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I have to demonstrate a practical where I have to make my own module, add this module to a kernel's source and implement the system call. I'm using 3.16 kernel on Ubuntu but it takes around 2 hours to install the kernel from source.

Is it possible to remove some part of kernel(like unnecessary drivers,etc) from the source to save time as I'm not going to use this newly installed kernel for regular use? If yes, how?

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    Rebuilding a module doesn't require rebuilding any of the kernel. Once it's compiled with the right parent and bus drivers once, the module code can be rebuilt as many times as needed, while still using the exact same kernel binary. So get yourself a kernel build tree, but don't do the build live. – Ben Voigt Apr 11 '16 at 15:18
  • @BenVoigt : You're right indeed.But building the kernel from scratch is a part of this practical. I wish I could avoid it but unfortunately I do not have any other way around. – 7_R3X Apr 11 '16 at 15:21
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    Kernel builds respond pretty well to throwing more cores at the problem. Increase the -j value of your make until you run out of processors (or RAM). – Toby Speight Apr 11 '16 at 15:26
  • @7_R3X: Perhaps build in advance and delete half a dozen .ko files and the arch outputs. Then the next build will have to recreate only those. – Ben Voigt Apr 11 '16 at 16:45
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The following instructions apply to building a kernel from upstream. Personally I find that simplest. I don't know how to obtain a tree with the ubuntu patches applied, ready to build like this.

(1) Theoretically the way you build kernels in more reasonable timespans for testing is supposed to be

cp /boot/config-`uname -r` .config

you don't need to enable anything newer, so - only problem is this breaks if they renamed stuff:

make oldnoconfig

now disable all the modules not currently loaded. (Make sure you have all your usb devices you need plugged in...):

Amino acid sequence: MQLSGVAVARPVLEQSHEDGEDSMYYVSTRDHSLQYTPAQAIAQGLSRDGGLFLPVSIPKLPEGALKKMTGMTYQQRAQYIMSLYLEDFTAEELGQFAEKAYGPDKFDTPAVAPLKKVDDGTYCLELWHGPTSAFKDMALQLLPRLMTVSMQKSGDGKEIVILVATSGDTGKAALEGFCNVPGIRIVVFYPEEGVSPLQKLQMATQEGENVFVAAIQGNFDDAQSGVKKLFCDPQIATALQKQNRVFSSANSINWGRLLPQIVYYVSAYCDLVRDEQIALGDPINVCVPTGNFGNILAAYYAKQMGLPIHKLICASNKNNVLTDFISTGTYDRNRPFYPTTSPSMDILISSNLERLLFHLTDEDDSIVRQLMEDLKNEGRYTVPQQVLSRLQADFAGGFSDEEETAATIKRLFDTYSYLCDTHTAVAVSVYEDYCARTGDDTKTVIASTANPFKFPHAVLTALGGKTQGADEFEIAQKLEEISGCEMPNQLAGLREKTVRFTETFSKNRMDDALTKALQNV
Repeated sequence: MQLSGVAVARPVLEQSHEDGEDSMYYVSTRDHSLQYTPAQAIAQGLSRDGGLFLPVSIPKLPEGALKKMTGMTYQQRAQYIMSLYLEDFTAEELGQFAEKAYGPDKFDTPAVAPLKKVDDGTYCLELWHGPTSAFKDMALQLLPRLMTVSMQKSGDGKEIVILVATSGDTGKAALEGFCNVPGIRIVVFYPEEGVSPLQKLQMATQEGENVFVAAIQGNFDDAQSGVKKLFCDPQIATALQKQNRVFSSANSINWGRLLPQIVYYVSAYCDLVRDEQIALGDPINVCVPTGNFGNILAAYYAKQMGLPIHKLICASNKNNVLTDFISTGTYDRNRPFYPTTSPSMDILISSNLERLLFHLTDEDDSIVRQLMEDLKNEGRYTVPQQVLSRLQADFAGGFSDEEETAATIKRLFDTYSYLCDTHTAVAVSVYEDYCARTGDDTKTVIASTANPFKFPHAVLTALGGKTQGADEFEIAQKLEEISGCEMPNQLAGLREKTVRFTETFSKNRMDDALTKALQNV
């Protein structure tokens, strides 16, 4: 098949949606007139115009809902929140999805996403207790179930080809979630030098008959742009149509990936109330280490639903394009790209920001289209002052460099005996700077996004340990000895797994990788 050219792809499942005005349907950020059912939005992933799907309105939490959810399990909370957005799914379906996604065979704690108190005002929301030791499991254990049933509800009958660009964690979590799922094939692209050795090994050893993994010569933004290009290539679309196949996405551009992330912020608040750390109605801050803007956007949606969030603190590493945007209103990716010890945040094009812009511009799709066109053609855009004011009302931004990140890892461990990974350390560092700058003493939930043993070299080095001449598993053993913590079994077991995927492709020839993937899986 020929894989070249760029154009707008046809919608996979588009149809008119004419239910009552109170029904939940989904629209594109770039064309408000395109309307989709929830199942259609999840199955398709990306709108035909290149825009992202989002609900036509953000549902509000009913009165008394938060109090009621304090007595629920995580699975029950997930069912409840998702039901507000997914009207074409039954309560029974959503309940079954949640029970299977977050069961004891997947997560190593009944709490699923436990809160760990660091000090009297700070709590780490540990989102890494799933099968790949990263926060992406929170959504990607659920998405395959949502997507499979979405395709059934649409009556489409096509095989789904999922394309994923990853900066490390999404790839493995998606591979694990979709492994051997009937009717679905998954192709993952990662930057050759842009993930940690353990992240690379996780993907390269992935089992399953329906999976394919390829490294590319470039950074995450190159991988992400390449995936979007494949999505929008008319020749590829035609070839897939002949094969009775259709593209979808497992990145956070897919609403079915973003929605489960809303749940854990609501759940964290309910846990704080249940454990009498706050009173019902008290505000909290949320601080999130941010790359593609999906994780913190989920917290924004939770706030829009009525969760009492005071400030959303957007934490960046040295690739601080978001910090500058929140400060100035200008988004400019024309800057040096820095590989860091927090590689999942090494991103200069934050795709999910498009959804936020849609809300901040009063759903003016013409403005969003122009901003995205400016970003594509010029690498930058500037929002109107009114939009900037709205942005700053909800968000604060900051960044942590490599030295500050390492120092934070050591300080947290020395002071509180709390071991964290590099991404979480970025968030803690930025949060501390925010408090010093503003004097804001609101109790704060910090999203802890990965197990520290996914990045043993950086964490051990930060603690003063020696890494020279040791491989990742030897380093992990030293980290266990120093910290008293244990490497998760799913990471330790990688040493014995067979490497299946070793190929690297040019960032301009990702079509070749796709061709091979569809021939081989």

make localmodconfig

It worked for me recently, so might be useful. Not so well the previous time I tried it.

I think I got it from about one hour down to ten minutes. Even after make localmodconfig it's still building crazy amounts of stuff I don't need. OTOH actually finding and disabling that stuff (e.g. in make xconfig) takes a while too (and even longer if you mistakenly disable something you do need).

I guess it's worth knowing it exists, it's just not guaranteed to make you happy.

(2) But you don't actually need two-hour builds for each modification to your "module". (It actually needs to be a builtin if you're implementing a new system call). make will just recompile your modified files and integrate it into a kernel binary. Therefore - for the specific situation you describe - it would be simplest to accept the initial two-hour build. Getting Kconfigs right is just a pain.

It's useful to make Kconfigs (e.g. minimal ones) however if you want to port to different kernel versions, do git bisect, test different build options, etc.

  • oooo, that make localmodconfig sounds very nice – Ben Voigt Apr 11 '16 at 16:42
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If you're repeatedly building the kernel on the same machine, ccache can help a lot, especially if you're using a VM. In my experience, successive clean builds of the same project on a VM will build in about half the time as a build that didn't use ccache. You will need some extra disk space, to store the object files saved from the first build. Also the very first build with ccache enabled will take slightly longer (maybe 5-10% longer) while it's writing all the object files to the ~/.ccache folder.

I have something like this in a setup script for our build machines:

sudo apt-get install ccache
for binary in gcc g++ cc c++ i686-linux-gnu-g++ i686-linux-gnu-gcc x86_64-linux-gnu-gcc x86_64-linux-gnu-g++
do
    if [[ -e /usr/bin/$binary ]]
    then
        sudo ln --symbolic /usr/bin/ccache /usr/local/bin/$binary
        test $? -eq 0 || echo error: symlinking $binary to ccache
    fi
done
echo "If you have the space, you may want to increase your ccache size with \"ccache -s 5G\" (or however much space you can afford)"

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